Teaching Social Dilemma through Simulating Cooperation: A Classroom Experiment


  • Jae-woo Kim Jeonbuk National University, South Korea
  • Robert Hanneman University of California, United States of America


Social dilemma, classroom experiment, intergroup competition, communications, reciprocity, simulation-based learning


Despite an increased number of case studies simulating social problems in the classroom, due attention has been rarely paid to social dilemma games in light of teaching the key concepts of sociology. We propose a paper-and-pencil experiment designed for sizeable students to simultaneously explore various conditions of sustainable cooperation in a Prisoner’s Dilemma game, with five steps of in-class activities presented in details. We evaluate experimental results quantitatively and the usefulness of game-based learning on the basis of debriefing interviews. Beside positive effects of repeated dyadic interaction and direct communications on cooperation, it is shown that sharing a common goal with group members in the presence of intergroup competition tends to strengthen reputation-based indirect reciprocity. Students seem to learn more deeply and see wider relevance as a product of engaging in the experiment, generating findings from the simulated data, and associating them with real-world examples of reciprocity. Our case study on teaching social dilemma through a simple but novel classroom experiment may provide valuable information to educators and practitioners interested in the effective use of economic games as an interactive teaching method for undergraduates in the setting of higher education.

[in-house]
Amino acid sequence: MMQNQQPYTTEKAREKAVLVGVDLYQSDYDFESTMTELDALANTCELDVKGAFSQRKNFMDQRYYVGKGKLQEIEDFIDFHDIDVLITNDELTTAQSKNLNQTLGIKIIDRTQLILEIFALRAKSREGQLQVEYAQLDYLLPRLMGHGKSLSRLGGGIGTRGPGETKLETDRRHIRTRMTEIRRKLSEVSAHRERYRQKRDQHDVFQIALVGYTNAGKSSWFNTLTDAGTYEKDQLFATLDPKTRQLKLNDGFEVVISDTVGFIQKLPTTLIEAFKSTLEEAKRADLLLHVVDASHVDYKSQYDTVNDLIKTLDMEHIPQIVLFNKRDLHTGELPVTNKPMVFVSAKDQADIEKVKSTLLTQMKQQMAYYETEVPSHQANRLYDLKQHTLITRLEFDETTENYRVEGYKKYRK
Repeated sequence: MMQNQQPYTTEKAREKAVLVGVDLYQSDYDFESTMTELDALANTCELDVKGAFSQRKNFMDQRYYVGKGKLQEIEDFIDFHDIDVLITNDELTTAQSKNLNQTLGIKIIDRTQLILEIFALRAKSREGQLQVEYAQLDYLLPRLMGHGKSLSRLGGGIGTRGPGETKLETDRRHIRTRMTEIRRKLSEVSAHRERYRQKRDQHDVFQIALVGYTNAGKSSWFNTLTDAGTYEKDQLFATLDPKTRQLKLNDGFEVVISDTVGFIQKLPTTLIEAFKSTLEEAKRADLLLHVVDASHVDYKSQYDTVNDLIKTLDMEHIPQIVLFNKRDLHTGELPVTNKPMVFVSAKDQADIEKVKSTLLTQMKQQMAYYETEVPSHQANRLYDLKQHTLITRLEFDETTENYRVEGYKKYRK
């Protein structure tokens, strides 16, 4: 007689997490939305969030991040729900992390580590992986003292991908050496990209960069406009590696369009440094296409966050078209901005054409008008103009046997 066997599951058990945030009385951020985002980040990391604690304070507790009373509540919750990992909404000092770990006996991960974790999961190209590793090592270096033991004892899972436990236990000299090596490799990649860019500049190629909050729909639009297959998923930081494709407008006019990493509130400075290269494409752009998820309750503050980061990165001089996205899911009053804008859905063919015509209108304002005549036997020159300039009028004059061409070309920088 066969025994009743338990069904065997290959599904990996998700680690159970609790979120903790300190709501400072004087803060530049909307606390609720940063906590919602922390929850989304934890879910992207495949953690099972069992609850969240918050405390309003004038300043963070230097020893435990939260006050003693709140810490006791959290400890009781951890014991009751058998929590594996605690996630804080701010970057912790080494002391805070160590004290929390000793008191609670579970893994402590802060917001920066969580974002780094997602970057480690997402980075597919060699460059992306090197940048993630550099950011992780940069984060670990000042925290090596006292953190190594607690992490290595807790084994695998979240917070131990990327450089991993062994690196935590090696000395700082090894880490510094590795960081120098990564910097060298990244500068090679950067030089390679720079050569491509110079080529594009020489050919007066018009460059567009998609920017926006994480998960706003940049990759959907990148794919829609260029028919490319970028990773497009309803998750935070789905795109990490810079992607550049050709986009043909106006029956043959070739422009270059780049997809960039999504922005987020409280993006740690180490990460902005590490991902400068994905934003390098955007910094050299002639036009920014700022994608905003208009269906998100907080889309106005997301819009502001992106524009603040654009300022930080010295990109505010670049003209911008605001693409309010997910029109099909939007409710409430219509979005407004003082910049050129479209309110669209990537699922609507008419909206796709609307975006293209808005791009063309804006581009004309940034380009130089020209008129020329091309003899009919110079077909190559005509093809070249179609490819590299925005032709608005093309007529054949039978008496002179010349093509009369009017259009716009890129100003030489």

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How to Cite

Teaching Social Dilemma through Simulating Cooperation: A Classroom Experiment. (2023). Journal of University Teaching and Learning Practice, 20(6). https://open-publishing.org/journals/index.php/jutlp/article/view/687